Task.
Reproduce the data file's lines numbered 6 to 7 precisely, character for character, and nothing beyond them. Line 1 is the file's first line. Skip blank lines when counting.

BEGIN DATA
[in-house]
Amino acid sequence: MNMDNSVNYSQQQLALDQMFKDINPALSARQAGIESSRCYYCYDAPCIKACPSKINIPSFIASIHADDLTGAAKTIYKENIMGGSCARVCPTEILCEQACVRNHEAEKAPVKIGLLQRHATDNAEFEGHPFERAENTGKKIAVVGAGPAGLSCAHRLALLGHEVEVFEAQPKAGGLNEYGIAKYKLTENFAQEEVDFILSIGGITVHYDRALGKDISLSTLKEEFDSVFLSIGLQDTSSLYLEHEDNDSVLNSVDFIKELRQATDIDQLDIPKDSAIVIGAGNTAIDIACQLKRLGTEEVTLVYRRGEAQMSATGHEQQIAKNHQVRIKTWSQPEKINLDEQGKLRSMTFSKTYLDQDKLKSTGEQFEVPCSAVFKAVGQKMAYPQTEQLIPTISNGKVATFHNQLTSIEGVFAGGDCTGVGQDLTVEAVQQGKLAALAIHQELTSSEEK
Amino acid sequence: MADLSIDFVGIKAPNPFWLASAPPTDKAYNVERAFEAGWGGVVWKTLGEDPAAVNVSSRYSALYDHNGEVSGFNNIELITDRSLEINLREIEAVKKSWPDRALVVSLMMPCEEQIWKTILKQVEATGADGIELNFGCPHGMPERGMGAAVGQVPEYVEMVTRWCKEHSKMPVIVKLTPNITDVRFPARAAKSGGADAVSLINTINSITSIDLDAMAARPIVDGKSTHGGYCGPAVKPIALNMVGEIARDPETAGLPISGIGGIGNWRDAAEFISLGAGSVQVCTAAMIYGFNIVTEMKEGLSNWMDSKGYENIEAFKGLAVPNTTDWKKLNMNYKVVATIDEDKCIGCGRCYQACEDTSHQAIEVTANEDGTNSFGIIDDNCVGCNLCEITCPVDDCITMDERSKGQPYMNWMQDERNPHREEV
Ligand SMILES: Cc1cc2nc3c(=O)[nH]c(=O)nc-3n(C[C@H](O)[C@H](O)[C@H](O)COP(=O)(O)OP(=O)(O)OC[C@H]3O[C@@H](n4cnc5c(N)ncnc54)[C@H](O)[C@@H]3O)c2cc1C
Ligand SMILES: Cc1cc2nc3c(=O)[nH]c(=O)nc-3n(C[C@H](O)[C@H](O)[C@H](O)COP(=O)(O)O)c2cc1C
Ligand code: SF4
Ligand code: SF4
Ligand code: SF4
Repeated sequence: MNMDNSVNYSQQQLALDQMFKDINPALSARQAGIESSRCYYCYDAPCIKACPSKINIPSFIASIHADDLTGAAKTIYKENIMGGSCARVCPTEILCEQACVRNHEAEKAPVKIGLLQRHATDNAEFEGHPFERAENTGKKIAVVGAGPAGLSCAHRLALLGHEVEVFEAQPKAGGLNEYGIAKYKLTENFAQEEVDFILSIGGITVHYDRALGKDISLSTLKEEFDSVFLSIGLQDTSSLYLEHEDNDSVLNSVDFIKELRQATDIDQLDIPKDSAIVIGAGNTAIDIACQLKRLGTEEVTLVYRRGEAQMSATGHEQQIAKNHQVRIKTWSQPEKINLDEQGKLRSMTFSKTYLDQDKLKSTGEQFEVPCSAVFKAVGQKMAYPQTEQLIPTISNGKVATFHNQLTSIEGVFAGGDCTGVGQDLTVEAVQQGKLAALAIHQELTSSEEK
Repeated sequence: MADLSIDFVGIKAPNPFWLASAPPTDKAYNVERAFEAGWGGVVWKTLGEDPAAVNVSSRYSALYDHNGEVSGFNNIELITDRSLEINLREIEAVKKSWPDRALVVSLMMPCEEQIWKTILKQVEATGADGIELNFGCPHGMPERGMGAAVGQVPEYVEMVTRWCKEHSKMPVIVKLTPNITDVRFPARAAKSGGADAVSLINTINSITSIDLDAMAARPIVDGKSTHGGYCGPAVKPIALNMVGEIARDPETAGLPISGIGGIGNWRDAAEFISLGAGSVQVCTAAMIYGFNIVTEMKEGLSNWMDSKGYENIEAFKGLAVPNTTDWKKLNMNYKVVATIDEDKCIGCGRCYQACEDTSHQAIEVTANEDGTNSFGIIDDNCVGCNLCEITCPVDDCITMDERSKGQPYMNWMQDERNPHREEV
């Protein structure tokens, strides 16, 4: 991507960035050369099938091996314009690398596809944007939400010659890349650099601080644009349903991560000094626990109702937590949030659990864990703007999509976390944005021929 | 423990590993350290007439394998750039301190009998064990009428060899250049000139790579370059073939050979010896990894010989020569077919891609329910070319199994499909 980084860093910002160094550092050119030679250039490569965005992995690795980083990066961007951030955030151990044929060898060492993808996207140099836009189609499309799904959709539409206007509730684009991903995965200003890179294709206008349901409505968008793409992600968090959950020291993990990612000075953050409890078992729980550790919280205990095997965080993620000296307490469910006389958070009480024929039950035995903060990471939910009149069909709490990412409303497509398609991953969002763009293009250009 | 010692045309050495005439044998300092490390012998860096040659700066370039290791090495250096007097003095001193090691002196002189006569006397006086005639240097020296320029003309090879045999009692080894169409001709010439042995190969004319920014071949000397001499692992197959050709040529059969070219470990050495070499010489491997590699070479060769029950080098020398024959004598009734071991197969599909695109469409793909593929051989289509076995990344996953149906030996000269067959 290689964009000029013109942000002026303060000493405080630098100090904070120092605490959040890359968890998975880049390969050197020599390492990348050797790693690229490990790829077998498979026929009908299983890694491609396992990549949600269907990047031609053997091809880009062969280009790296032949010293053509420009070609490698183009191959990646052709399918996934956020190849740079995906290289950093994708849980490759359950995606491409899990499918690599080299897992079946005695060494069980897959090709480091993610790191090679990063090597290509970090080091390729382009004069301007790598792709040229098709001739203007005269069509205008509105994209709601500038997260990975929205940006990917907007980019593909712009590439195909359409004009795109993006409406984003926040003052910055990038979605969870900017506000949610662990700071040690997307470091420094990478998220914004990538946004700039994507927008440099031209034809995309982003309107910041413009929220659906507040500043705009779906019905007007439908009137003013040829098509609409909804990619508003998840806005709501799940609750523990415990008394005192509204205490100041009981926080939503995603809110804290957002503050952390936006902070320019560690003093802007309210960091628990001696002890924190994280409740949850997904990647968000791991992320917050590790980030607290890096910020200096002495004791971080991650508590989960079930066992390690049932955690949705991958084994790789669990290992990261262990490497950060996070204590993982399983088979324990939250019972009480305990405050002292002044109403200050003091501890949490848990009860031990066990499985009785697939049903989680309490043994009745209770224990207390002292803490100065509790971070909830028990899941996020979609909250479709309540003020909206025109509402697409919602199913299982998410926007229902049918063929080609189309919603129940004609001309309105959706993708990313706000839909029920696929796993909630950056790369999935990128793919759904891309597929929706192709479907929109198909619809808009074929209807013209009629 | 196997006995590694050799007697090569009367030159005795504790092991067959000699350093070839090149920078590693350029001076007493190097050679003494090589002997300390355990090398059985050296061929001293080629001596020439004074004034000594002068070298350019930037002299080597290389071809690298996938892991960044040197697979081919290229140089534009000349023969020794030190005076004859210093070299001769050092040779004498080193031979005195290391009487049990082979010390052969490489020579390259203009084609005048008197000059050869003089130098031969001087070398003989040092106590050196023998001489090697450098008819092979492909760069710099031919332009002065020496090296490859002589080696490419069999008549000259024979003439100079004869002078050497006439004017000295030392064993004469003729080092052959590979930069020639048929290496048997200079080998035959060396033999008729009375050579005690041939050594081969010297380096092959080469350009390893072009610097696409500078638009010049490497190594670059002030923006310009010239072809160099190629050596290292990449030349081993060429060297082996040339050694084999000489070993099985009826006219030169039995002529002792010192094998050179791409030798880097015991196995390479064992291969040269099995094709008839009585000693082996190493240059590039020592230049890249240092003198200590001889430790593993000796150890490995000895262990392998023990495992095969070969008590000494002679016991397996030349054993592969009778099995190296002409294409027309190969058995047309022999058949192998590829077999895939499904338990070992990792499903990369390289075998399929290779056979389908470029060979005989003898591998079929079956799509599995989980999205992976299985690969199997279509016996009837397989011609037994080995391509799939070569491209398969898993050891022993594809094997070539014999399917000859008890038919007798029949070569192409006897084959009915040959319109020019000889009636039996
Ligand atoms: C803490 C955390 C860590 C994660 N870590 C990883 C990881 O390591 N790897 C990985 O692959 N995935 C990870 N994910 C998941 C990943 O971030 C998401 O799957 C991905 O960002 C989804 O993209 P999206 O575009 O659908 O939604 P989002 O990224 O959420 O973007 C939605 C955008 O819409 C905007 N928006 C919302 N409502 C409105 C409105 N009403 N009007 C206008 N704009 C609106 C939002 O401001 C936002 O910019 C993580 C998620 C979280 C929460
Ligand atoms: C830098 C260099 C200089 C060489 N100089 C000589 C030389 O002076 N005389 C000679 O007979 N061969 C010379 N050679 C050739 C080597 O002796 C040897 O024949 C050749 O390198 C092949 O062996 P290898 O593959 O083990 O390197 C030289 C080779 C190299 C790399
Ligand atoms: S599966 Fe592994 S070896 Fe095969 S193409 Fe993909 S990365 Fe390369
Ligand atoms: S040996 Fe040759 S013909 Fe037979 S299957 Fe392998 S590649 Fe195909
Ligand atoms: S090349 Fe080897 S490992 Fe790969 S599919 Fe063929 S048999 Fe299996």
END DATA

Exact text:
Ligand code: SF4
Ligand code: SF4